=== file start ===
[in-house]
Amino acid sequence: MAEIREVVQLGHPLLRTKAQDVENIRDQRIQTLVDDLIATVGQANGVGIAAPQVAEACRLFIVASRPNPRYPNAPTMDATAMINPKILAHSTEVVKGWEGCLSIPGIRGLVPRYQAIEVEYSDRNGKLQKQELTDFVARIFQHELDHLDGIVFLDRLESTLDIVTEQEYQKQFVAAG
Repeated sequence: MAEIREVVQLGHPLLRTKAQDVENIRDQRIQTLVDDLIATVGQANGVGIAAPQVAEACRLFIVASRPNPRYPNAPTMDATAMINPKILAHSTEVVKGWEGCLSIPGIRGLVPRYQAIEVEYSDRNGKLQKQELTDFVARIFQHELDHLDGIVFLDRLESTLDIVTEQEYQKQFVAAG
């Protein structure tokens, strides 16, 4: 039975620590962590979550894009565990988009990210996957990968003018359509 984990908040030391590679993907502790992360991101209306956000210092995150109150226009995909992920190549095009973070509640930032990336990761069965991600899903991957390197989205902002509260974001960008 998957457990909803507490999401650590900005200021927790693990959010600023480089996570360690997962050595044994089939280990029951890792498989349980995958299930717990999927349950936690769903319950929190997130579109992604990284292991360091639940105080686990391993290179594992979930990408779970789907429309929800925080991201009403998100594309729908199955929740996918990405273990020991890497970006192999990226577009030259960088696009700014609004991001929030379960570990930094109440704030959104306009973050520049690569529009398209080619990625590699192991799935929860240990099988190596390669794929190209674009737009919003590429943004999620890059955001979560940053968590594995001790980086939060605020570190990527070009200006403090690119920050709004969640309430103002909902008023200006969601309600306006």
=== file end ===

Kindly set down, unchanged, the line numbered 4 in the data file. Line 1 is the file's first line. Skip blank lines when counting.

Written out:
């Protein structure tokens, strides 16, 4: 039975620590962590979550894009565990988009990210996957990968003018359509 984990908040030391590679993907502790992360991101209306956000210092995150109150226009995909992920190549095009973070509640930032990336990761069965991600899903991957390197989205902002509260974001960008 998957457990909803507490999401650590900005200021927790693990959010600023480089996570360690997962050595044994089939280990029951890792498989349980995958299930717990999927349950936690769903319950929190997130579109992604990284292991360091639940105080686990391993290179594992979930990408779970789907429309929800925080991201009403998100594309729908199955929740996918990405273990020991890497970006192999990226577009030259960088696009700014609004991001929030379960570990930094109440704030959104306009973050520049690569529009398209080619990625590699192991799935929860240990099988190596390669794929190209674009737009919003590429943004999620890059955001979560940053968590594995001790980086939060605020570190990527070009200006403090690119920050709004969640309430103002909902008023200006969601309600306006």